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5. The Season of Septuagesima (2-11-2017 – 2 -28 -2017)
The Season of Septaguesima starts on Saturday before Septaguesima Sunday and ends the day before Ash Wednesday. This Season consists of:
1. Septaguesima Sunday and the following week
2. Sexagesima Sunday and the following week
3. Quinquagesima Sunday and the next two days.
Septaguesima is the Latin word for 70, i.e., the 70 day before Easter or more exactly, the 7 decades before Easter. It is a preparatory period for the sombre time of Lent. This is reflected by omission of the Alleluia after the Gloria at the beginning of the Divine Office. This Alleluia is not said until Easter, but it is replaced by Laus tibi Christe (praise to Thee, Christ). In the Divine Office, we formally say goodbye to the Alleluia by repeating Alleluia twice after both Benedicamus Domino and the response of Deo gratias at the conclusion of the First ad Vesperas of Septaguesima.
The more serious tone is also shown by the following Rubrics for the Divine Office of Sundays and ferial days (Class IV):  Te Deum is not said at the end of ad Matutinum. At ad Laudes [and at] ad Laudes II, first psalm is always Psalm 50 (Miserere). Otherwise, the Rubrics for the Ferial days are the same as throughout out the year, with one exception: There is a Magnificat antiphon for each Ferial day at Holy Mass. The Gloria is not said on Sundays and ferial days (Class IV).
Making use of the Season
Let us reflect on the graces received during the joyous times of Christmas and make plans to solidify the virtues inspired by these graces during Lent, i.e., what bad habits do you plan to eradicate which hamper the practice of these virtues? Let us prepare for making use of the rich spiritual fare of Lent when there will be for each day a different Holy Gospel reading on which we can meditate as a preparatory practice during the Season of Septaguesima, we can start using a combination of the Sunday Holy Gospel and the daily Magnificat antiphon.
6. The Season of Lent (3-1-2017  –  4-1-2017) 
The Season of Lent is the first part of the penitential Lenten Season before Easter. The second part of the Lenten Season is Passiontide.
The Season of Lent is 4 and half weeks long, stretching from Ash Wednesday to the end of the week after the 4th Sunday of Lent.
Its Ferial days are 3rd class, except Ash Wednesday (1st Class Feria) and the 3 Ember Days in the week following the 1st Sunday of Lent.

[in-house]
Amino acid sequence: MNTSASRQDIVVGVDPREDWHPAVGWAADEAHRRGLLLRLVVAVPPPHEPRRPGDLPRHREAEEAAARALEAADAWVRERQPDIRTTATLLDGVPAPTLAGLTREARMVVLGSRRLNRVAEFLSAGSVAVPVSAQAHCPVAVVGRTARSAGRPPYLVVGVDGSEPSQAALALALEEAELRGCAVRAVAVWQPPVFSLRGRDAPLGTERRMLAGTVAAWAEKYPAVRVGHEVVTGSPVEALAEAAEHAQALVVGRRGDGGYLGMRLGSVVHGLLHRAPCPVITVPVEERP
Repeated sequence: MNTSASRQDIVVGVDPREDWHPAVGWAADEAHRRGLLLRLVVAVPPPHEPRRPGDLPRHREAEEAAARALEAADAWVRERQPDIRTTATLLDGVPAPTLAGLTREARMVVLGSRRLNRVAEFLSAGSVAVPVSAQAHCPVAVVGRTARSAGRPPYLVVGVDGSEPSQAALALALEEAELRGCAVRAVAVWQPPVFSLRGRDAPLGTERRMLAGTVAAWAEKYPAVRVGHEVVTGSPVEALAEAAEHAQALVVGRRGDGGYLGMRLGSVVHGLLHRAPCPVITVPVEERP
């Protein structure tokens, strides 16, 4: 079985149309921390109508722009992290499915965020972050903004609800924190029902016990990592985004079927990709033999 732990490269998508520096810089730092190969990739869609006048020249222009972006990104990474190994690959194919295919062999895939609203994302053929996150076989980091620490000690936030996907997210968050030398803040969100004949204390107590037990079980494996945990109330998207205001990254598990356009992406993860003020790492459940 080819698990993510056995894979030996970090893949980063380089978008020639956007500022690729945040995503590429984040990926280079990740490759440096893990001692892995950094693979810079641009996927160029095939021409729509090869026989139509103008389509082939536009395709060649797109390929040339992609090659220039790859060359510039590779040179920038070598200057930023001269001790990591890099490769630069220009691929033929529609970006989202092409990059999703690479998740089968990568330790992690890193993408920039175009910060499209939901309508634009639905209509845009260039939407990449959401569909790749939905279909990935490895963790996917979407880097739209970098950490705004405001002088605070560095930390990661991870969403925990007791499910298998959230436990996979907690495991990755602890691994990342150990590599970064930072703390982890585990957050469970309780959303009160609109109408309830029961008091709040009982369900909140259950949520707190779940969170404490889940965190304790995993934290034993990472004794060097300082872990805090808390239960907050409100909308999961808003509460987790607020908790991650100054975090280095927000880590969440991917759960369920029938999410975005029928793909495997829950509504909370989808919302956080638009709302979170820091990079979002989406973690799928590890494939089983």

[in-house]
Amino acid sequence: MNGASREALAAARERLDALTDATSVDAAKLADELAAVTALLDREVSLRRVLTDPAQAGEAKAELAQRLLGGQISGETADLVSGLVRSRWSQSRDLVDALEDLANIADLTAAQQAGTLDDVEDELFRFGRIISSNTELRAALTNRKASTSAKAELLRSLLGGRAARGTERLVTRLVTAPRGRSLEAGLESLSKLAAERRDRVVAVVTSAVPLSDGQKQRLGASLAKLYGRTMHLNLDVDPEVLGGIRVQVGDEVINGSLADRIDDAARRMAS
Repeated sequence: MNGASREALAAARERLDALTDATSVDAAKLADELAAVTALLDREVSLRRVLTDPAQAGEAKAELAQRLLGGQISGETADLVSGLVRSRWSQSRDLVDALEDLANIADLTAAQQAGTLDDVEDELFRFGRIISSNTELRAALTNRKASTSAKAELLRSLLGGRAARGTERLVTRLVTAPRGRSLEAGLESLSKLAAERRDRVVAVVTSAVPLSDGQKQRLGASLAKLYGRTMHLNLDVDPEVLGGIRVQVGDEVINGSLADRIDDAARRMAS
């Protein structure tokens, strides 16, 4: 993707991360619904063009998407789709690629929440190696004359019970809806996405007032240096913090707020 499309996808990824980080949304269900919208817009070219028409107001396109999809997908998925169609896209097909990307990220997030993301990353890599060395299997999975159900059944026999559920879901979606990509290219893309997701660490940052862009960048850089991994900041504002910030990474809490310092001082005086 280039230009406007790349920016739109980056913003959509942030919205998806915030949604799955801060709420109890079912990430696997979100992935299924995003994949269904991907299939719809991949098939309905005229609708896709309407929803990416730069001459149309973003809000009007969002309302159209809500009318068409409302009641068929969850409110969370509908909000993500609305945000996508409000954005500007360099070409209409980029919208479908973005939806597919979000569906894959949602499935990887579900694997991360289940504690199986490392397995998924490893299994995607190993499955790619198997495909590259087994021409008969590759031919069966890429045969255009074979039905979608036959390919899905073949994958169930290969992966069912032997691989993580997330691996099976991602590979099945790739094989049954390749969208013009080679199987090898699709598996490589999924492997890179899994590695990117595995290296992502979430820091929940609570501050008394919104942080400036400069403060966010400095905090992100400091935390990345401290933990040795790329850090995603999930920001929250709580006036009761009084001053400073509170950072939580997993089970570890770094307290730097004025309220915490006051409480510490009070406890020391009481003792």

The only other season with 3rd Class ferial days is Advent. However, there is a difference. During Advent, 3rd Class Feasts take precedence over 3rd Class ferial days. During the whole of the Lenten Season only 1st and 2nd Class Feasts are celebrated, whilst 3rd Class Feasts are simply commemorated at ad Laudes.
On 1st and 2nd Class Feasts, the Lenten feria is commemorated both at ad Laudes and ad Vesperas.
In the preparatory Season of Septaguesima, some penitential features, such as the replacement of the Alleluia with Laus tibi Domine Rex aeternae gloriae (Praise to Thee, King of eternal glory), no Te Deum at the end of ad Matutinum, and using ad Laudes II were introduced. All these features are retained, and more are added with additional Preces (Prayers) as part of ad Laudes and ad Vesperas on all Wednesdays and Fridays, before the concluding Oratio. The posture for the Oratio is changed from standing to kneeling.
Lent also has its own Propers. The same Invitatorium (Invitatory), Capitulum (Chapter), Hymnus (Hymn), Responsorium (Response), Versiculus (Versicle) and Antiphonae (Antiphons) are said at all Hours in all ferial days.
At ad Matutinum, the 3 Lessons are extracts of commentaries on the Holy Gospel by the Fathers of the Church and not Holy Scripture as on other ferial days. The use of the Common for Lent starts on Saturday ad Vesperas before the 1st Sunday of Lent and not on Ash Wednesday.
7. The Season of Passiontide (From 4-1–2017 to 4-15- 2017)
The Season of Passiontide is the second part of the penitential Lenten Season. The first part of the Lenten Season was the Season of Lent.
The Season of Passiontide is two weeks long, stretching from the 1st Vespers of Passion Sunday to the Paschal Vigil Mass.
Similar to the season of Lent, Passiontide has its own Propers, with the same penitential features as the Season of Lent. In addition, the Gloria Patri… of the Responsoria and of the end of the Invitatory at ad Matutinum are omitted.
This Season has two Sundays – Passion Sunday and Psalm Sunday, both of them 1 Class Sundays.
The ferial days before Psalm Sunday are 3rd class.
After Psalm Sunday, Holy Week begins.
All days are 1st Class ferial days during this week and no Feasts whatsoever may be commemorated, let alone celebrated.
Holy Week itself is divided into two portions. The rubrics of Passiontide are observed, up to, and inclusive of, ad Completorium Wednesday of Holy Week, with one additional feature: at ad Laudes each day has its proper antiphon.
On Tuesday and Wednesday of Holy Week at ad Matutinum the 3 Lessons are taken from the Book of Jeremiah.
After this, the Sacred Triduum (Maundy Thursday, Good Friday and Holy Saturday) follows. Each day of the Sacred Triduum (Maundy Thursday, Good Friday and Holy Saturday) has its own and unique Propers.
8. Paschal-tide – the Season of Easter (From 4-15-2017 – to 5-24-2017)
The Season of Easter is the first of the 3 parts of Paschal-tide. The second part is Ascension-tide; the third is the Octave of Pentecost.
Paschal tide starts with the Paschal Vigil Mass and ends before the 1 Vespers of Trinity Sunday (1st Sunday after Pentecost.)
The Season of Easter is 5 and half weeks long, stretching from the Paschal Vigil Mass to 1st Vespers of The Feast of Ascension .Easter Sunday and Dominica in Albis (Low Sunday), which concludes the Octave of Easter, are First class Sundays. The days within the Octave of Easter are 1st Class ferias, during which no other feasts can be celebrated. During the Octave, the readings at ad Matutinum, which consist of 3 lessons only, are taken from the homilies of the Fathers on the Holy Gospel of the Holy Mass of the day.